Reserve Bank of India (RBI) has apprised that it had issued two circulars to banks, related to security and operational controls in SWIFT (Society for Worldwide Interbank Financial Telecommunication) environment, in the months of August and November 2016. As per RBI inputs, compliance with RBI’s instructions is the bank’s responsibility and the Compliance Officer in the bank monitors the same. Further, RBI monitors compliance to its instructions on an ongoing basis and during RBI inspections and, where necessary, enforcement action is also initiated.
RBI has issued instructions mandating banks to implement, within stipulated deadlines, prescribed measures for strengthening the SWIFT operating environment in banks. Further, it has constituted an Expert Committee to look into, inter alia, factors leading to increasing incidence of frauds in banks and the measures (including information technology interventions) needed to curb and prevent it, and the role and effectiveness of various types of audits conducted in banks in mitigating the incidence of such frauds.
Government has issued an advisory to Public Sector Banks to take immediate action as per extant legal/regulatory framework to ensure that fraudulent activity is not prevalent in the bank. They have also been asked to ensure that robust systems and procedures are in place for confirming due approvals, necessary applications/documents and entry in the bank’s system in respect of all Letters of Undertakings/Comfort and SWIFT messages, and ensuring scrutiny and reconciliation of Nostro accounts, and to take all necessary steps to safeguard against occurrence of such frauds. Government has further advised nationalised banks to collectively prepare a report for effective management of operational risks, including technology risk, so as to safeguard against occurrence of frauds. Government has also asked nationalised banks to examine all accounts exceeding Rs. 50 crore, if classified as Non-Performing Asset (NPA), from the angle of possible fraud.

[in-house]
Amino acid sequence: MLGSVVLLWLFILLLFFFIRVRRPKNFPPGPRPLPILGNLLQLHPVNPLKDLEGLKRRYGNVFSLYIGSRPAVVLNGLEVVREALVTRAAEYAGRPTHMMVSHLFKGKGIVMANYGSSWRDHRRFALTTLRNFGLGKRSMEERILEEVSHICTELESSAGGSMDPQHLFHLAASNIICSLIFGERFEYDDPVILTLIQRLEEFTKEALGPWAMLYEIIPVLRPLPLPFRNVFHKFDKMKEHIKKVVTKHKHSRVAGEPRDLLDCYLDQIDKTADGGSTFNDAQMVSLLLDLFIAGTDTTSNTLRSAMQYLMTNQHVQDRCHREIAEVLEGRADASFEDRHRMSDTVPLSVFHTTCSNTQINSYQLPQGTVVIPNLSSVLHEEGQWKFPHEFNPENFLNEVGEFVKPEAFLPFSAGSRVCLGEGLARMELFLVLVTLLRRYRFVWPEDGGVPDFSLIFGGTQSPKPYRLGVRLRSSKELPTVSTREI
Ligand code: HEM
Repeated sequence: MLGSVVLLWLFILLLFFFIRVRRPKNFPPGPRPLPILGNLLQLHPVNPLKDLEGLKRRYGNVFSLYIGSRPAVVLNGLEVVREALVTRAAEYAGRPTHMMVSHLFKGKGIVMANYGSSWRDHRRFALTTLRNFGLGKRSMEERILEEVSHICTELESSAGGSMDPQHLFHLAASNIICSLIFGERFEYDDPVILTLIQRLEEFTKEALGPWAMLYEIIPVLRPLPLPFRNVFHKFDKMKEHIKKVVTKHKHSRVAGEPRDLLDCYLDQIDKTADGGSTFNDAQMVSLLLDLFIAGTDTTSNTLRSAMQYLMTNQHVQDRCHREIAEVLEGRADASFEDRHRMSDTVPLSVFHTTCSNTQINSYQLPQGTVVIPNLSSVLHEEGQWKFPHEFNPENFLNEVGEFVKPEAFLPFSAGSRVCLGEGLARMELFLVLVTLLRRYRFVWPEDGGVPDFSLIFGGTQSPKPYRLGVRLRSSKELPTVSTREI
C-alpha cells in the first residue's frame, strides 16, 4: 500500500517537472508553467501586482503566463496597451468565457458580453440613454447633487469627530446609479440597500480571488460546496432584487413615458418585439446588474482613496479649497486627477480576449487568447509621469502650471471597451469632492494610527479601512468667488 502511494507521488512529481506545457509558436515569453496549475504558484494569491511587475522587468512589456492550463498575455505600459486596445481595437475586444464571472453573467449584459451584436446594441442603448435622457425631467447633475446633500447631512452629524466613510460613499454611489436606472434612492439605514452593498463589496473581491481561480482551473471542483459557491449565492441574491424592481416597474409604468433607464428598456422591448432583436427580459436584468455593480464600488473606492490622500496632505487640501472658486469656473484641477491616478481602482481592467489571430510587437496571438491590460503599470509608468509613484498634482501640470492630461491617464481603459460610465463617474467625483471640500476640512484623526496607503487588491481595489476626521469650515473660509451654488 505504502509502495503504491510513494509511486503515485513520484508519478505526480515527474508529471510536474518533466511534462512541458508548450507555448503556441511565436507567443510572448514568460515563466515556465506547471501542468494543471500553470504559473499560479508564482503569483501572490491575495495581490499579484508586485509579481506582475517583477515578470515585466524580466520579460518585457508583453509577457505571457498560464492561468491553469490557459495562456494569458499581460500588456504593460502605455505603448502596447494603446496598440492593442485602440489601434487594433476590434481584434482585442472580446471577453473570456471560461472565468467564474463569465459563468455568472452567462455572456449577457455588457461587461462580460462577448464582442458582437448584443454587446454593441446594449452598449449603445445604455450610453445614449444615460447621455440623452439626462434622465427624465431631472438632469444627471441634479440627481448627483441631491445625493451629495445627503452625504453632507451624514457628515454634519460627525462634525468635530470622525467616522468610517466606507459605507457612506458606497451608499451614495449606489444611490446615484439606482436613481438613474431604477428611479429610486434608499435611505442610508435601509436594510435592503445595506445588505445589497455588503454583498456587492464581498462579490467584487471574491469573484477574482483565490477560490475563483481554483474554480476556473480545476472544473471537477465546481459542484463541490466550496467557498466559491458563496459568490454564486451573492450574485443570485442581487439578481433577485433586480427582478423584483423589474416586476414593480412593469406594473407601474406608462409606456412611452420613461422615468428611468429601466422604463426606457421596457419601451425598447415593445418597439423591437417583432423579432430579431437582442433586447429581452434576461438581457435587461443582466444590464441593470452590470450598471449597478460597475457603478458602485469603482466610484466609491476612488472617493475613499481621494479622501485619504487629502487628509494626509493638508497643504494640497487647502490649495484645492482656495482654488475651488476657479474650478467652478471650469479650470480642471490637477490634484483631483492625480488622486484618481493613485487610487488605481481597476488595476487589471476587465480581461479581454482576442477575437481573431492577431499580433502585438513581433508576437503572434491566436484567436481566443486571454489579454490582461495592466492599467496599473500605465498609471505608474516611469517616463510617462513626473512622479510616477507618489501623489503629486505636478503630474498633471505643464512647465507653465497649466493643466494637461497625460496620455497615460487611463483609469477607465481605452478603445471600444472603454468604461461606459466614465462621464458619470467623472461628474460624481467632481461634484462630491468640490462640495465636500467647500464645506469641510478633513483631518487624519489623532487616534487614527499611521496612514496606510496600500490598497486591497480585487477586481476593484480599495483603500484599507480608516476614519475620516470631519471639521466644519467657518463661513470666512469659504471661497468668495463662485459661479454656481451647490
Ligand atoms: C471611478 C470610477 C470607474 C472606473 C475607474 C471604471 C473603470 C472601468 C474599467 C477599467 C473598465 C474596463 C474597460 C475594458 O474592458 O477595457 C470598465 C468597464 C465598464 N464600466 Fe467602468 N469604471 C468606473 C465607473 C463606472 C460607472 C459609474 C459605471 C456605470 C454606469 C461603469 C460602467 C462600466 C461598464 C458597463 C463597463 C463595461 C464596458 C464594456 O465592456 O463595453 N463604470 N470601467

RBI has taken a number of measures to prevent and control frauds. These include the following:
- a framework for dealing with loan frauds of Rs. 50 crore and above, under which banks classify potential fraud accounts as red-flagged accounts based on observation/ evaluation of early warning signals, and take time bound action;
- an online searchable database of frauds reported by banks, in the form of Central Fraud Registry, as a tool of timely identification, control and mitigation of fraud risk and for carrying out due diligence during credit sanction process;
- issuance of caution advices by RBI, detailing names of fraudsters and their modus operandi;
- re-verification of title deeds in respect of all credit exposures of Rs. 5 crore and above by banks, as mandated by RBI;
- issuance of various master circulars to banks, with a view to restricting imprudent practices and at the same time ensuring sound procedures for conduct of business;
- requiring banks to put in place adequate audit and compliance mechanisms with Board-level reporting through the Audit Committee of the Board; and
- subjecting the systems and procedures in banks to supervisory review by RBI as part of the Risk Based Supervisory framework for banks.